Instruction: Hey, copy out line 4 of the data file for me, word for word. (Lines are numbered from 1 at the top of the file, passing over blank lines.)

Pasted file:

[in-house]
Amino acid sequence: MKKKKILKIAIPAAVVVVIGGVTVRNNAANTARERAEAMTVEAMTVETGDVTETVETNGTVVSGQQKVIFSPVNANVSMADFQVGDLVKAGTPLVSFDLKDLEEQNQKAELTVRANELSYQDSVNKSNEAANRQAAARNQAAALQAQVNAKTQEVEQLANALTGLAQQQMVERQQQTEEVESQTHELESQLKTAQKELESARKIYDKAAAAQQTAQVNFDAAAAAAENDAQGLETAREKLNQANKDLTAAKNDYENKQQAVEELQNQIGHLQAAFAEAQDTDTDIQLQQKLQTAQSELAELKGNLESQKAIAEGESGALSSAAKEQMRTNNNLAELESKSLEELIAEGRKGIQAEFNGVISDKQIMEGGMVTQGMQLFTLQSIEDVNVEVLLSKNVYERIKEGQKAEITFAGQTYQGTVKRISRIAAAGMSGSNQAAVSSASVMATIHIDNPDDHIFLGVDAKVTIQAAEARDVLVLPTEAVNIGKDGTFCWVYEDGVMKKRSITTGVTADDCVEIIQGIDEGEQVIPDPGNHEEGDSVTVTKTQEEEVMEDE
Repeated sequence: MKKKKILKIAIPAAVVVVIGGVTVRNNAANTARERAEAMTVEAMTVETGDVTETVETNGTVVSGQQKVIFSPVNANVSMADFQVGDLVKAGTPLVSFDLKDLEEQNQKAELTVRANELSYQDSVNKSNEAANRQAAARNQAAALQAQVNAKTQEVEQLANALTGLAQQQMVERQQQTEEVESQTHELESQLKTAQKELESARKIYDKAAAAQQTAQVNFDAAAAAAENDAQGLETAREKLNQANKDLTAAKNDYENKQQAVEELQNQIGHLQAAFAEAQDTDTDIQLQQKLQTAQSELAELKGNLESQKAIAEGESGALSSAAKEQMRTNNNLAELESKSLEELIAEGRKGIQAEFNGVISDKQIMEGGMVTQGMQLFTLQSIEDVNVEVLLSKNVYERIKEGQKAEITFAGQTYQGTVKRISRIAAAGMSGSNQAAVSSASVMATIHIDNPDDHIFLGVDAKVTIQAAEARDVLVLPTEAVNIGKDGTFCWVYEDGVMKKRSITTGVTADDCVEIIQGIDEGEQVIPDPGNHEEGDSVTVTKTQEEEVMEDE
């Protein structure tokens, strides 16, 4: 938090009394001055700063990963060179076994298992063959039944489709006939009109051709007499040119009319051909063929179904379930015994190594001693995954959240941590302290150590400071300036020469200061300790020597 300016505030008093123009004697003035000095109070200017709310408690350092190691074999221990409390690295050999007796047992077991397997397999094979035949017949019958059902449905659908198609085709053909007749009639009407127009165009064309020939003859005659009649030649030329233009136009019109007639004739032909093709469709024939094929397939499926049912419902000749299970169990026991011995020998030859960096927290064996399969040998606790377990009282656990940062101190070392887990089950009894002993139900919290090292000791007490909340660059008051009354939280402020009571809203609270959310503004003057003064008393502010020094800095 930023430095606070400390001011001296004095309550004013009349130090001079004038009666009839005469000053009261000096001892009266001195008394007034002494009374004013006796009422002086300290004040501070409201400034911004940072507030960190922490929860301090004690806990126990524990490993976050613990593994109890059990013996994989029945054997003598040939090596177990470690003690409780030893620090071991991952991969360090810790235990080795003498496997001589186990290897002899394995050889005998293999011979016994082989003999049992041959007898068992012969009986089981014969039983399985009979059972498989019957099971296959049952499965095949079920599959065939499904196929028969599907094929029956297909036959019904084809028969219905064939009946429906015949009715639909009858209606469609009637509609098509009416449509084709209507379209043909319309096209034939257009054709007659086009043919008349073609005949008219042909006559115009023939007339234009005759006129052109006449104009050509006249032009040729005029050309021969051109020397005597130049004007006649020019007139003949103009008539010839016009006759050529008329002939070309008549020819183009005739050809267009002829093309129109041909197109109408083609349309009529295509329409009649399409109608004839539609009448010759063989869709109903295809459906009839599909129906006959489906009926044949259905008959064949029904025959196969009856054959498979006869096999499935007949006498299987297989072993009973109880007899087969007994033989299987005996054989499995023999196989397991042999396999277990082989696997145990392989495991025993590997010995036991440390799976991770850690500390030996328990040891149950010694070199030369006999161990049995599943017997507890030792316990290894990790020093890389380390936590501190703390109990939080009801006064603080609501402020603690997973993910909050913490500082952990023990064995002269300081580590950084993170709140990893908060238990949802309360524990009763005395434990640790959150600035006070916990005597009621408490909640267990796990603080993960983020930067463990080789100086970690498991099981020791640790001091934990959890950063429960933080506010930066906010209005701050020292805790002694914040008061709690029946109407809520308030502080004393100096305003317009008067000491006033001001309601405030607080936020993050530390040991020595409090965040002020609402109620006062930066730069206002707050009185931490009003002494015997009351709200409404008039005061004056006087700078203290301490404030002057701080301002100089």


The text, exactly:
């Protein structure tokens, strides 16, 4: 938090009394001055700063990963060179076994298992063959039944489709006939009109051709007499040119009319051909063929179904379930015994190594001693995954959240941590302290150590400071300036020469200061300790020597 300016505030008093123009004697003035000095109070200017709310408690350092190691074999221990409390690295050999007796047992077991397997397999094979035949017949019958059902449905659908198609085709053909007749009639009407127009165009064309020939003859005659009649030649030329233009136009019109007639004739032909093709469709024939094929397939499926049912419902000749299970169990026991011995020998030859960096927290064996399969040998606790377990009282656990940062101190070392887990089950009894002993139900919290090292000791007490909340660059008051009354939280402020009571809203609270959310503004003057003064008393502010020094800095 930023430095606070400390001011001296004095309550004013009349130090001079004038009666009839005469000053009261000096001892009266001195008394007034002494009374004013006796009422002086300290004040501070409201400034911004940072507030960190922490929860301090004690806990126990524990490993976050613990593994109890059990013996994989029945054997003598040939090596177990470690003690409780030893620090071991991952991969360090810790235990080795003498496997001589186990290897002899394995050889005998293999011979016994082989003999049992041959007898068992012969009986089981014969039983399985009979059972498989019957099971296959049952499965095949079920599959065939499904196929028969599907094929029956297909036959019904084809028969219905064939009946429906015949009715639909009858209606469609009637509609098509009416449509084709209507379209043909319309096209034939257009054709007659086009043919008349073609005949008219042909006559115009023939007339234009005759006129052109006449104009050509006249032009040729005029050309021969051109020397005597130049004007006649020019007139003949103009008539010839016009006759050529008329002939070309008549020819183009005739050809267009002829093309129109041909197109109408083609349309009529295509329409009649399409109608004839539609009448010759063989869709109903295809459906009839599909129906006959489906009926044949259905008959064949029904025959196969009856054959498979006869096999499935007949006498299987297989072993009973109880007899087969007994033989299987005996054989499995023999196989397991042999396999277990082989696997145990392989495991025993590997010995036991440390799976991770850690500390030996328990040891149950010694070199030369006999161990049995599943017997507890030792316990290894990790020093890389380390936590501190703390109990939080009801006064603080609501402020603690997973993910909050913490500082952990023990064995002269300081580590950084993170709140990893908060238990949802309360524990009763005395434990640790959150600035006070916990005597009621408490909640267990796990603080993960983020930067463990080789100086970690498991099981020791640790001091934990959890950063429960933080506010930066906010209005701050020292805790002694914040008061709690029946109407809520308030502080004393100096305003317009008067000491006033001001309601405030607080936020993050530390040991020595409090965040002020609402109620006062930066730069206002707050009185931490009003002494015997009351709200409404008039005061004056006087700078203290301490404030002057701080301002100089």